CHARLOTTESVILLE, Va. (WVIR) - Children across central Virginia woke up to a very different first day of school on Tuesday. Albemarle County and Charlottesville City schools kicked off their mostly virtual start to the school year, but it wasn’t without some minor setbacks.
Charlottesville City Schools experienced a brief interruption that impacted some of its on-campus teachers and students for about an hour but was resolved.
Overall, both school divisions are pleased with the way the day went given the circumstances.
“It’s so nice to be back and see kids' faces again," Jack Jouett Middle School Teacher Steve Whitaker said. “Since March we’ve all been sitting at home, missing building any kind of community with students.”
“We are in a situation where we have to make the best of it and I think that kids are demonstrating that they’re tremendously resilient," another Jack Jouett Middle School Teacher Abby Plein said.
After a challenging virtual experience in the spring, teachers and students held their breath logging on for a long day of remote learning.
“I think all of us went into this understanding that we’re teaching and they’re learning in a world that’s really different than the one that we left back in the spring," Whitaker said.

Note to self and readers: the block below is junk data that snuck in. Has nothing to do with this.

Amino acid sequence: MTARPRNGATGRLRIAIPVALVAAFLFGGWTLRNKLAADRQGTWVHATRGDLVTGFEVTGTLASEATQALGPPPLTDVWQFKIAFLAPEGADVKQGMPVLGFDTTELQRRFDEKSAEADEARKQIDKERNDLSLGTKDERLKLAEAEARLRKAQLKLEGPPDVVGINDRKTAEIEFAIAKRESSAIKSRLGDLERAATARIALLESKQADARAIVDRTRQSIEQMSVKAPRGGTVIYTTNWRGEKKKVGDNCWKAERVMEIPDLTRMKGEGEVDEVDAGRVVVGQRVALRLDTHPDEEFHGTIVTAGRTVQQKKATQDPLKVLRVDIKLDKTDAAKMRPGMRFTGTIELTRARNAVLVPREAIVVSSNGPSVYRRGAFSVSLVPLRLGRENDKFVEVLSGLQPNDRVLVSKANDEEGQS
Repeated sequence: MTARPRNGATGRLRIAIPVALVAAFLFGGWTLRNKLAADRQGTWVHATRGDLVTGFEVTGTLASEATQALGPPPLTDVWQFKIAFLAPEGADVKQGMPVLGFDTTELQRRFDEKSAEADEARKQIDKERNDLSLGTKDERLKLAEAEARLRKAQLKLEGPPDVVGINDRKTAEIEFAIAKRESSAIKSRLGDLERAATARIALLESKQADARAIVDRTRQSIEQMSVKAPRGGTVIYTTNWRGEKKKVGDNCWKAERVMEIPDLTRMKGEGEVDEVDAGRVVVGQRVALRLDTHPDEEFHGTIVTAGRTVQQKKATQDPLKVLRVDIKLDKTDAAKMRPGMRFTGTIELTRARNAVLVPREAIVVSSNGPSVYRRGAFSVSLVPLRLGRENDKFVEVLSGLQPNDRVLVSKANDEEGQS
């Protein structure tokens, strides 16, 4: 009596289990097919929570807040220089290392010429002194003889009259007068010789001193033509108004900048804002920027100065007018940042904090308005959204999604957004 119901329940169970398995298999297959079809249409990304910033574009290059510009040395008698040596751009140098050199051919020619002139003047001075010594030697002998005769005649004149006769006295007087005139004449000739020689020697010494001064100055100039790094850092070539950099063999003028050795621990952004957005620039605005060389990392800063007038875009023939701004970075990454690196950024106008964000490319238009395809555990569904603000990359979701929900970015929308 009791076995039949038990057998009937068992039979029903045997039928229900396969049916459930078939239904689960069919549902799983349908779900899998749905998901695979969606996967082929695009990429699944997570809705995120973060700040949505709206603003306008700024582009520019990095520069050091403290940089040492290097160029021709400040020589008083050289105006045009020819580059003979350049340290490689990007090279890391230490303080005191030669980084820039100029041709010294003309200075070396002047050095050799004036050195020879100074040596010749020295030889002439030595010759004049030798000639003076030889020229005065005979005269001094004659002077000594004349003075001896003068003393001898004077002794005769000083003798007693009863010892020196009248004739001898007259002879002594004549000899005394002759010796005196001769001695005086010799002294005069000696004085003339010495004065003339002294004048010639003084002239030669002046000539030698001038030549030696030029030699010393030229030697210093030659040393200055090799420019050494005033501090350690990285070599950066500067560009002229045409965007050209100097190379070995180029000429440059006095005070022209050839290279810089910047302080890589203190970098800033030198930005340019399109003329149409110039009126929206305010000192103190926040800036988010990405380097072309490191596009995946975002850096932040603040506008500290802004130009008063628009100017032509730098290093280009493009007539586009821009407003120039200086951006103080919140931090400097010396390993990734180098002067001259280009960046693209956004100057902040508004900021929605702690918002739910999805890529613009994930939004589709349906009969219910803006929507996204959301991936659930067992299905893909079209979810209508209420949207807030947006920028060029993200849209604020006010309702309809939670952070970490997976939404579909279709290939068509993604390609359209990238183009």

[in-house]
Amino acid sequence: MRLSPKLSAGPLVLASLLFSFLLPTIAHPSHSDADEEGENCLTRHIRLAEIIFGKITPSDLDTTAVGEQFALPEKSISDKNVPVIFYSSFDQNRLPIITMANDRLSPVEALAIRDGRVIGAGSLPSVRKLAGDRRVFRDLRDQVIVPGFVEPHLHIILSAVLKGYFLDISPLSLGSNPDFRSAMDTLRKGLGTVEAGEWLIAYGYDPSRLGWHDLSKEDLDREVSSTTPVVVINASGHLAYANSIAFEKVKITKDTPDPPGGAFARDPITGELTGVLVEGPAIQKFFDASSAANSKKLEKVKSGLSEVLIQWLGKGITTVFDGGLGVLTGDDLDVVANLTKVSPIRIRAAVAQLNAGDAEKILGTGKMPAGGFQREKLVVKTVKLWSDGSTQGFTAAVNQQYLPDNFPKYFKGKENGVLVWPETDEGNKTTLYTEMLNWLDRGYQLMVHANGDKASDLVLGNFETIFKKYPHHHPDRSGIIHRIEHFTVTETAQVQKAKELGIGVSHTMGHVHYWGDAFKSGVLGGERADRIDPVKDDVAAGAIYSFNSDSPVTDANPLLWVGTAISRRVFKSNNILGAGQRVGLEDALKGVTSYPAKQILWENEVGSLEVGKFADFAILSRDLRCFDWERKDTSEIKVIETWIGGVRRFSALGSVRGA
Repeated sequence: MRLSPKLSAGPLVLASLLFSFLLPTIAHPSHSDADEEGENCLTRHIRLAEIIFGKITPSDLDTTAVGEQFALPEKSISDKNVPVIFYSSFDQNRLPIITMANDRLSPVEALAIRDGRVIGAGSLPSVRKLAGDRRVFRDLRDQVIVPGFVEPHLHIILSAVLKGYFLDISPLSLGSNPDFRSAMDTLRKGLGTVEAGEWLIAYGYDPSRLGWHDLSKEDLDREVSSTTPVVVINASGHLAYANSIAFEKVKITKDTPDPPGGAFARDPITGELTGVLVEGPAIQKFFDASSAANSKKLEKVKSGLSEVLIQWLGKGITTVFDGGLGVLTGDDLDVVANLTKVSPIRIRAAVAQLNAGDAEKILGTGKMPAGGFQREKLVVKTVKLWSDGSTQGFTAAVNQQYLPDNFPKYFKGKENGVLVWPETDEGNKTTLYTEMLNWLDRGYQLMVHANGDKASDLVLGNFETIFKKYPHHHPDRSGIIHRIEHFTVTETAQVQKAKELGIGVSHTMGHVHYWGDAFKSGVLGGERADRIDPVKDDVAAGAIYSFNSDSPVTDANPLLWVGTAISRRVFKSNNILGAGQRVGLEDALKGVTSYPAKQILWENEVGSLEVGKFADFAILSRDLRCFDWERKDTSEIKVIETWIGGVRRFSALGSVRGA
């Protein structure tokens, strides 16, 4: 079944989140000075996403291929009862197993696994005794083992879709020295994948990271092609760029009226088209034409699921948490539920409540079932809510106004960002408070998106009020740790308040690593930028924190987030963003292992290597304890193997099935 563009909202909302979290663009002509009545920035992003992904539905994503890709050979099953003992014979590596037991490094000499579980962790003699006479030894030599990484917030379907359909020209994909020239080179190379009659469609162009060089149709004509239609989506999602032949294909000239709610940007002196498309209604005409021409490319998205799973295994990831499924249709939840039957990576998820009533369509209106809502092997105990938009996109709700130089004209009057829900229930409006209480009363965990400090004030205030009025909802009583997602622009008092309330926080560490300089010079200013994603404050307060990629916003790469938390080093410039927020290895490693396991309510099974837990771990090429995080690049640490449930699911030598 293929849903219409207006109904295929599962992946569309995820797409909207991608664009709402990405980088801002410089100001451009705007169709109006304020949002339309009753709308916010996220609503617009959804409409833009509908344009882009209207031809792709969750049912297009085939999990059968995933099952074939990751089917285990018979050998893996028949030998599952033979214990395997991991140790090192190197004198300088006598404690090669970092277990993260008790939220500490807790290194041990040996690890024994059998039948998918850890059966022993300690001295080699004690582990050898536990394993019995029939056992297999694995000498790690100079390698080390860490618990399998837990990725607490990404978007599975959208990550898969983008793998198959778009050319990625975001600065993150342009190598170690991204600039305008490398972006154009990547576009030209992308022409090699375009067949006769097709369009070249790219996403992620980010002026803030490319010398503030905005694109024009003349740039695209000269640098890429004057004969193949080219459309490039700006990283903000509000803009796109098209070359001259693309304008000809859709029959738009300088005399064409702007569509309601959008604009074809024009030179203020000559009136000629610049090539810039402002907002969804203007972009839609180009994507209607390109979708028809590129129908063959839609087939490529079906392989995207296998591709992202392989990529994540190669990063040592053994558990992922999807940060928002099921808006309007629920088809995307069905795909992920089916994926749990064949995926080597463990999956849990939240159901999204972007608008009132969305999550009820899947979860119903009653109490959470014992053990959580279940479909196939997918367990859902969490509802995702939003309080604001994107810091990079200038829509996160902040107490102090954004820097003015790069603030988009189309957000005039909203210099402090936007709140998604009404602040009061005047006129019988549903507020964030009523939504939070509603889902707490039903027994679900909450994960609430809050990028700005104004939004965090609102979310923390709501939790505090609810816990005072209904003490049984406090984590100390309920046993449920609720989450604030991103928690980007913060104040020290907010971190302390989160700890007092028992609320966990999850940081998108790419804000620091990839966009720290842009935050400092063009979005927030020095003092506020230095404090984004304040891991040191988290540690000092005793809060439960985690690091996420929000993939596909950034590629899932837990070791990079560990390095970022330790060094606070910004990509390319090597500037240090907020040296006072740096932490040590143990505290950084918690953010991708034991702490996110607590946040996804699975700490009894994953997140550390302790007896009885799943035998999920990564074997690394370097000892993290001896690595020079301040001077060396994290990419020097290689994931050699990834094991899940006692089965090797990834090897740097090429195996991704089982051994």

Luckily, months of hard work paid off. The first day went much better than expected for many Albemarle County teachers.
“To feel like they were starting off the school year at the best possible place they could be, given the circumstances, was a really good feeling," Whitaker said.
Teachers with Albemarle County Public Schools were pleased they did not have any technological hiccups. Charlottesville city schools did have a mishap, but it was part of a minor issue beyond the school division’s control.
Director of Technology Pat Cuomo says their internet filter system, Securly, had a server or two down.
“We expect a certain amount of issues each and every day just because all of this is so new, and we’re doing things we’ve never done before," Cuomo said. "Overall, it felt like a very smooth day from start to finish.”
Whitaker and Plein say the Zoom era is allowing them to get to know their students in ways they never expected.
“We’re able to get out into meet them on their own terms and to see them as learners instead of just students that come into the classroom,” Whitaker said.
“I think that just the format that we’re in is sort of requiring us to rethink aspects of school that are important to rethink anyway," Plein said.
The virtual start for both school divisions is nine weeks long. Halfway through that nine week period, school boards will decide how to move forward and see if in-person instruction is possible.